The England Test squad for the Test tour of India is actually quite interesting

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“Root or Compton? Let’s have both and, er, James Taylor can go elsewhere to make room. He didn’t do much right or wrong, so maybe no-one will notice that he’s gone.”

Root and Compton. It’s nice to see a 21-year-old and a 29-year-old both being selected for the first time for almost entirely different reasons. It speaks of open-mindedness or something. There are a few other interesting selections as well.

Joe Root

We’re not entirely sure, but we don’t think we’ve ever seen Joe Root bat. Decent record and Graham Thorpe thinks he’s ace. That’ll do us.

Nick Compton

Lumpen, plodding and patient. It works for Cook and Trott. The third of those attributes is particularly important when batting on the first few days in India. While we can’t see him contributing much on day four or day five, hopefully he’ll already have done a job by then.

Eoin Morgan

Has presumably been recalled due to his ability against spin, which wasn’t in any way on display when England played Pakistan earlier in the year. To be fair, he generally succumbed to the straight one, so maybe a raging turner will give him a better chance. Despite the tone of this paragraph, we’re rather happy he’s back.

Monty Panesar

When it comes to Tests taking place in India, the home team takes a massive proportion of its wickets through spin. The away team does not. This is really quite important. Monty Panesar probably won’t play and we’re not really convinced there’s much merit in playing Samit Patel for his bowling (although we’ve time for his batting, funnily enough). All the same, should Graeme Swann succumb to old man’s elbow, we’d like a proper spinner to step in and there’s no way in the world we’d pick anyone over Monty.

Kevin Pietersen

Isn’t in the squad.


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  1. Tough on Taylor. Did they decide they shouldn’t have picked him in the first place? What did he do wrong between then and now?

    1. Perhaps they had a team building day booked in at an amusement park and they wanted to be able to go on the big roller coaster?

  2. I’d pick Monty over Swann in the playing XI if it comes to that. I don’t see Swann causing Indian players too many problems. Left-armers are relatively rare, and I offer without proof that Monty understands Indian pitches better.
    A good strategy is to pick both in the playing XI. But I don’t this happening, as playing two spinners is probably foreign to England (in terms of adjusting to the new balance etc.), but one never knows.

    1. Disagree with that – the two spinner strategy almost never works for teams touring India. Most wickets are usually taken by the quicks

    2. What are you basing that on? I don’t remember many non-Asian teams fielding two spinners against India. Monty and Swann would complement each other well (left and right arm spinners).

      If the ball doesn’t swing (as is usually the case in India), there’s not much to choose between Anderson, Broad, and Onions. Finn and Bresnan can bounce to a certain extent, but that’s not going to happen in venues other than Mohali.

      I could be wrong – never been much of a stats guy. But it seems to me Monty/Swann combo would be a better bet on most pitches than three four pacers who’re going to tire out.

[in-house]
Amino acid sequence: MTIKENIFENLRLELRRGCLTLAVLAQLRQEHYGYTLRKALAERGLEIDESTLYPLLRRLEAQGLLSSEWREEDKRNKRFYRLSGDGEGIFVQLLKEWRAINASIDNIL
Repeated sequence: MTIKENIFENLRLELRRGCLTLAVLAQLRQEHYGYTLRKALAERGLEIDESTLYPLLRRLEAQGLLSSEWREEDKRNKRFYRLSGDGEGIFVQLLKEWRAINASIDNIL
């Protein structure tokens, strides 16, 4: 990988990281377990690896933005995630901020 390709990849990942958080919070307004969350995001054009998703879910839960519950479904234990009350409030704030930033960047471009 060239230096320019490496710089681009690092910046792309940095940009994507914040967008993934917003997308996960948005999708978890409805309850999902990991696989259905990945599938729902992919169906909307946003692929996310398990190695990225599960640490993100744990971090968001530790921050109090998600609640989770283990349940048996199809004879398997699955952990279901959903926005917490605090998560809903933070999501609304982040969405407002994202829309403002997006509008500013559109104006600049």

3. Youre right, I don’t think other non-asian teams have fielded two spinners. But why discount the other Asian teams? Over the years, they have probably produced better spinners, and I don’t recall them having much success with a two spinner strategy either.

      My point essentially was that although Indian pitches are supposed to be spin conducive, spinners, especially non-Asian spinners, don’t seem to do particularly well there (perhaps because they don’t get the kind of bounce that they are used to, or perhaps because the Indian batsmen use their feet against the spinners a little more than they are used to). So I don’t see Monty adding much to the attack.

      On the other hand, Indian batsmen often struggle against a disciplined and quick seam attack, even when there is no swing.

  3. Damn no KP! I was looking forward to seeing Broad, Swann and Anderson’s expressions after seeing the Indian crowd welcome KP home 🙂

  4. Quite interesting, but not all that interesting.

    Interesting analysis, KC.

    Quite predictable too. (The squad, not your analysis).

    Picking the side each time from that squad will be interesting too. And less easy to predict.

  5. There was a time when England would never consider anything other than playing two spinners in India. I always enjoyed the left-field selection for second spinner, like the selectors scrolled down through the International Cricket Captain player list and clicked on the first spin option they found.

    Shaun Udal, anyone?

    Also, in the past we had batsmen who could bowl a bit of tweak. Hick, Vaughan, Pietersen – they would get through a few overs and hold an end up. Nothing like that now.

  6. I reckon the selectors are very slowly trying to build an entirely culinary team. Cook, Onions, Root, Swann…erm…Bear’s Toe…

  7. No Strauss, no Pietersen. Without them that squad is potentially 120 runs short each innings, never mind each match. I can’t see the untried talent filling the gap, though I hope I’m wrong. Memory has it that new caps rarely succeed quickly enough. It takes time.

    And of course, Bell, Cooke and Trott (wasn’t that some form of medieval incantation to remove the bodily vapours?) can fail as easily just as anyone else.

    The solution I suppose is to play 8 batsmen in the hope that at least two of them get a score and let Patel and Panesar bowl the overs that Swann doesn’t.


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